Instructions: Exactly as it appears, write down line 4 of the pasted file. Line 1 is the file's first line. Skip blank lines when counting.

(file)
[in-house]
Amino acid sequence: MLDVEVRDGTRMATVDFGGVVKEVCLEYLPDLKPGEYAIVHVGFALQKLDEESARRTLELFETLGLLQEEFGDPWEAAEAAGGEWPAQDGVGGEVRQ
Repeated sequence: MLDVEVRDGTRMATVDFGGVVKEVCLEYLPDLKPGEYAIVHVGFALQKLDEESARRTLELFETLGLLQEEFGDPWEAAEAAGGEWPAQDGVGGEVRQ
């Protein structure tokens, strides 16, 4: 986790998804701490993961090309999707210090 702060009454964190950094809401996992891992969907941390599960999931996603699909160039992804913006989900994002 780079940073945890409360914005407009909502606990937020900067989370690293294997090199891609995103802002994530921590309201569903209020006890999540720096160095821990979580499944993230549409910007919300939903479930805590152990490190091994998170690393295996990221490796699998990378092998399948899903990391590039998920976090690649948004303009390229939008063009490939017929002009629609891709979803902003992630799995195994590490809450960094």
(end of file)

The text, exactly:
């Protein structure tokens, strides 16, 4: 986790998804701490993961090309999707210090 702060009454964190950094809401996992891992969907941390599960999931996603699909160039992804913006989900994002 780079940073945890409360914005407009909502606990937020900067989370690293294997090199891609995103802002994530921590309201569903209020006890999540720096160095821990979580499944993230549409910007919300939903479930805590152990490190091994998170690393295996990221490796699998990378092998399948899903990391590039998920976090690649948004303009390229939008063009490939017929002009629609891709979803902003992630799995195994590490809450960094």